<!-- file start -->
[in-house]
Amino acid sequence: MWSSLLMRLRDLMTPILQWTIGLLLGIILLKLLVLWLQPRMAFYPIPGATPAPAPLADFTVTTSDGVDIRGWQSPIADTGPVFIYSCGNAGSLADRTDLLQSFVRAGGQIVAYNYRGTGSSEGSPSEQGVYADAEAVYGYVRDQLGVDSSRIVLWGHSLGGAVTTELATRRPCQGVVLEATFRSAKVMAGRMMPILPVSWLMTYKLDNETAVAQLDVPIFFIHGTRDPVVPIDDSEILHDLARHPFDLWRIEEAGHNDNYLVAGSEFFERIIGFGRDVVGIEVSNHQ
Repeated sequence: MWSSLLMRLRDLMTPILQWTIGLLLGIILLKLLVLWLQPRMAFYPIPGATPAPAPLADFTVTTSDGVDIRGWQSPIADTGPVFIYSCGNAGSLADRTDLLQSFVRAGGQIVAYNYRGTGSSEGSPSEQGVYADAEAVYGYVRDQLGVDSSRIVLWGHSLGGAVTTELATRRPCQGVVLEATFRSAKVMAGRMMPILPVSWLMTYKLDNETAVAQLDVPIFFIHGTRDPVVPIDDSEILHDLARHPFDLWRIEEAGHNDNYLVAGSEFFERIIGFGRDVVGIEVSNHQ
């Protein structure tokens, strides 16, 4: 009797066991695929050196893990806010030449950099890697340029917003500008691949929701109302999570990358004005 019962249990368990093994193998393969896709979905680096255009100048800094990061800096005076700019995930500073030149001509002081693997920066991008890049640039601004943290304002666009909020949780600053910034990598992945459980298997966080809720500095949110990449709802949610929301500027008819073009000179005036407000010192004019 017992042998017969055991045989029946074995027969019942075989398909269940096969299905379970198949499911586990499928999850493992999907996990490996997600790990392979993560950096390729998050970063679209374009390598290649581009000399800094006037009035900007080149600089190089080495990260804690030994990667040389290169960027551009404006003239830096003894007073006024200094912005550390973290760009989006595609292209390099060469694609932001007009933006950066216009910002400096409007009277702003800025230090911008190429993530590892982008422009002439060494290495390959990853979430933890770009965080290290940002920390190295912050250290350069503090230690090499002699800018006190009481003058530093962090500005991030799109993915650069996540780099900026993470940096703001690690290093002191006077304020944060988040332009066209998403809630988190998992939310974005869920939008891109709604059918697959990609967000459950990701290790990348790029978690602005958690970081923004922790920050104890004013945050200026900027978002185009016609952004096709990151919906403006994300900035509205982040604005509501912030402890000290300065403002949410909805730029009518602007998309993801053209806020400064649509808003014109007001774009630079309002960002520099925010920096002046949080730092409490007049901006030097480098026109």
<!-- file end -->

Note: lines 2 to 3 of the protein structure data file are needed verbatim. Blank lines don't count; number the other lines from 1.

Amino acid sequence: MWSSLLMRLRDLMTPILQWTIGLLLGIILLKLLVLWLQPRMAFYPIPGATPAPAPLADFTVTTSDGVDIRGWQSPIADTGPVFIYSCGNAGSLADRTDLLQSFVRAGGQIVAYNYRGTGSSEGSPSEQGVYADAEAVYGYVRDQLGVDSSRIVLWGHSLGGAVTTELATRRPCQGVVLEATFRSAKVMAGRMMPILPVSWLMTYKLDNETAVAQLDVPIFFIHGTRDPVVPIDDSEILHDLARHPFDLWRIEEAGHNDNYLVAGSEFFERIIGFGRDVVGIEVSNHQ
Repeated sequence: MWSSLLMRLRDLMTPILQWTIGLLLGIILLKLLVLWLQPRMAFYPIPGATPAPAPLADFTVTTSDGVDIRGWQSPIADTGPVFIYSCGNAGSLADRTDLLQSFVRAGGQIVAYNYRGTGSSEGSPSEQGVYADAEAVYGYVRDQLGVDSSRIVLWGHSLGGAVTTELATRRPCQGVVLEATFRSAKVMAGRMMPILPVSWLMTYKLDNETAVAQLDVPIFFIHGTRDPVVPIDDSEILHDLARHPFDLWRIEEAGHNDNYLVAGSEFFERIIGFGRDVVGIEVSNHQ